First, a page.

Youth-obsessed performers led the way in the plastic surgery craze, and TV reality shows seem obsessed with cosmetic and fashion makeovers. But a handful of memorable films focus on characters who experience true renewal: renewal of the spirit and the soul.
These are typically small films about characters and families who are in some way broken, stalled and unable to live the lives they’ve always dreamed of. Just as the characters in these films break free to discover their inner strength and sense of self, the films often feature actors who prove their star quality, then break through to greater stardom.
“Precious: Based on the Novel Push by Sapphire” reveals a grim aspect of urban ghetto life that had never before been seen on film. In the title role, Gabourey Sidibe plays an overweight teen who suffers every form of abuse imaginable at the hands of her parents, but finds hope and self-worth through education at an inner city alternative school.
The film turned the unknown actress into an overnight, Oscar-nominated star and earned richly-deserved Supporting Actress awards (including the Oscar) for comedian Mo’Nique as the girl’s monstrous mother.
“Pleasantville” is an ingenious fantasy that stars the pre A-list Tobey Maguire and Reese Witherspoon as suburban teens who are transported into the black and white world of an idealized 1950’s sitcom.
What begins as an amusing fish-out-of-water tale gradually becomes an inspiring meditation on individuality, sexual freedom and civil rights, as the modern-day teens bring life, and color, to this black and white world.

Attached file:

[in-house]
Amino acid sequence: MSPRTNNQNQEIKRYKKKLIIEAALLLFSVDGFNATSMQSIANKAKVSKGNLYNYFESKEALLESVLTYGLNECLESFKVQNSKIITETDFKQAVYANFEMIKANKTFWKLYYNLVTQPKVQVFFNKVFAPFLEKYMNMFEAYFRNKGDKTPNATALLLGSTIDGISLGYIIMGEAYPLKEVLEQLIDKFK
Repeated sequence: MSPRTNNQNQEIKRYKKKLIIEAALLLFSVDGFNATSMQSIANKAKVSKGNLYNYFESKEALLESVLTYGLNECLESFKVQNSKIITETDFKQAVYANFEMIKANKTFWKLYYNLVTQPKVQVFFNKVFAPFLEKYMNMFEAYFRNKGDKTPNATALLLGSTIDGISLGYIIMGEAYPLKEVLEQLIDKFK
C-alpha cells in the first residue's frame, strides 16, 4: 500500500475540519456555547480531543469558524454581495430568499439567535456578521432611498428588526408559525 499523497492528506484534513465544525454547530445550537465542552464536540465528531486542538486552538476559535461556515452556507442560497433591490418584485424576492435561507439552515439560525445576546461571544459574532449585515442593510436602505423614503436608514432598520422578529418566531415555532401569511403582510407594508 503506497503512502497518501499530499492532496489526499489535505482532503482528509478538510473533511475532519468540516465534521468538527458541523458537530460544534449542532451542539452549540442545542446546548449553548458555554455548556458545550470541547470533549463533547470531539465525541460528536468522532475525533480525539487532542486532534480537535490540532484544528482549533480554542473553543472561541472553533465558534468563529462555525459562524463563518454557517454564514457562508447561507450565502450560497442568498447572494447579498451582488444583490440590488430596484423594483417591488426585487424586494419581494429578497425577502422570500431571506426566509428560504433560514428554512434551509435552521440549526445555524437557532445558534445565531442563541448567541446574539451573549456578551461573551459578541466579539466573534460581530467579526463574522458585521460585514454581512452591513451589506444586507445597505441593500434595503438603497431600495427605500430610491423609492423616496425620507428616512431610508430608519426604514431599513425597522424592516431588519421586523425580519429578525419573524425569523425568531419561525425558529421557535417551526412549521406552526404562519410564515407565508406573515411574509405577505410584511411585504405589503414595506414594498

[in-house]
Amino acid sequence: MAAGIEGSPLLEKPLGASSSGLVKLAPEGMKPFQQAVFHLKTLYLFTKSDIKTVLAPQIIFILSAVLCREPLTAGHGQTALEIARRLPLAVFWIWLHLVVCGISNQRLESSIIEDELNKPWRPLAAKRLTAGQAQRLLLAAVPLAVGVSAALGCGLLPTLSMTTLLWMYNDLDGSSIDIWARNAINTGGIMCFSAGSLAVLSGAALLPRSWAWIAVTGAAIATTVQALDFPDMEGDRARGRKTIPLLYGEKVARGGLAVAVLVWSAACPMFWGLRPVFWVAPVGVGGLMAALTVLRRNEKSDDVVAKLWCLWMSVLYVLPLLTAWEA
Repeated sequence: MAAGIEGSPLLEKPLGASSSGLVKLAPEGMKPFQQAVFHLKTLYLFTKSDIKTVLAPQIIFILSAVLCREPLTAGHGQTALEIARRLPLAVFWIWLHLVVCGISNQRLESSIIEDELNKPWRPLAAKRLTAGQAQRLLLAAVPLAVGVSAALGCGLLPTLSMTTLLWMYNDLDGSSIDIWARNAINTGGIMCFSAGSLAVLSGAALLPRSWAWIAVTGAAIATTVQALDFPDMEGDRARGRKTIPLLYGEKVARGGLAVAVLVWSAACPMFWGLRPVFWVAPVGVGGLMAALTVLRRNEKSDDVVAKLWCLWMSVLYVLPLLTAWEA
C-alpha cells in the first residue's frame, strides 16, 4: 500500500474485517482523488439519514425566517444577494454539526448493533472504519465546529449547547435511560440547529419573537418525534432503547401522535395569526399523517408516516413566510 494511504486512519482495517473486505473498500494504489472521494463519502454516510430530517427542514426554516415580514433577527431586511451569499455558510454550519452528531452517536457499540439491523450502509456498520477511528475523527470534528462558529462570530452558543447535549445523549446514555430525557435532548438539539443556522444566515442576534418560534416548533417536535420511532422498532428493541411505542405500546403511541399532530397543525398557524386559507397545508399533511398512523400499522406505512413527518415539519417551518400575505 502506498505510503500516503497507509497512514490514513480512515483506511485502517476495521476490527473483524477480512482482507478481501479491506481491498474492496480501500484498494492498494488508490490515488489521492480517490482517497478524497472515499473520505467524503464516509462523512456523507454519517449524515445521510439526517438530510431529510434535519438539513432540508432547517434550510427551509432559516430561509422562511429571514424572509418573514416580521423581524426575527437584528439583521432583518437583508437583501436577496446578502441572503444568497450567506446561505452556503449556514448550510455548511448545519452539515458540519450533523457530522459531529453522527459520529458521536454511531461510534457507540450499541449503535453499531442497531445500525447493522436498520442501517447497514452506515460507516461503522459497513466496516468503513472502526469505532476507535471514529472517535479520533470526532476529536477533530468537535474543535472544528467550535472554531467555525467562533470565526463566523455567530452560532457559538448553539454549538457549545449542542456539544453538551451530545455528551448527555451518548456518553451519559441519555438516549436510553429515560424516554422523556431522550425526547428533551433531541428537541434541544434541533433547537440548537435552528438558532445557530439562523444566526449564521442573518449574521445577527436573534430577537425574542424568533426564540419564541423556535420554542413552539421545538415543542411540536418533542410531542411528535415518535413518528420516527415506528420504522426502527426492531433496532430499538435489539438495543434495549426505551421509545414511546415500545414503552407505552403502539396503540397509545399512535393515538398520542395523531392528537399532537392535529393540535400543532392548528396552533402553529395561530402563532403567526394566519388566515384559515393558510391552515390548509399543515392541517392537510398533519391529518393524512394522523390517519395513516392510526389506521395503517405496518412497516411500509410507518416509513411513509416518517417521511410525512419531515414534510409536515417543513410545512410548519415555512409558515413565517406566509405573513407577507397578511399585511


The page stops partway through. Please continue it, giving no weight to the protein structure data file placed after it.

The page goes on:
Some of the characters in these tales of renewal make both figurative and literal journeys towards self-discovery, including:
“Thelma and Louise” stars Susan Sarandon and Geena Davis as two stalled Southern gals who discover their inner strength (both kick-ass and otherwise) while on the lam from the cops. This girl-power classic also features a then-unknown Brad Pitt as a shady boy-toy hitchhiker.
The heroines’ climactic act of defiance and freedom is one of the most controversial yet memorable endings in all of modern film.
“The Adventures of Priscilla, Queen of the Desert” follows three down-and-out Aussie drag queens on their trek through the Australian Outback. Along the way, they overcome fears and prejudice, and discover the value of their own friendship and self-worth.
The film not only spawned a stage musical, it put stars Hugo Weaving and Guy Pearce on the international movie map.
“Little Miss Sunshine” follows a family of misfits in their cross-country quest to enter their chubby but sunny daughter in a kiddie beauty pageant. The movie’s best running gag, and visual metaphor, is that they all have to push their broken down VW van to get it going.
The film earned Oscars for Best Original Screenplay and for Alan Arkin as the salty grandpa, and it made young stars of Abigail Breslin and Paul Dano.
Each of these films provides a sense of renewal not only for the characters, but for the audience as well. So when you’re feeling stalled, down or frustrated, any one of them is certain to inspire.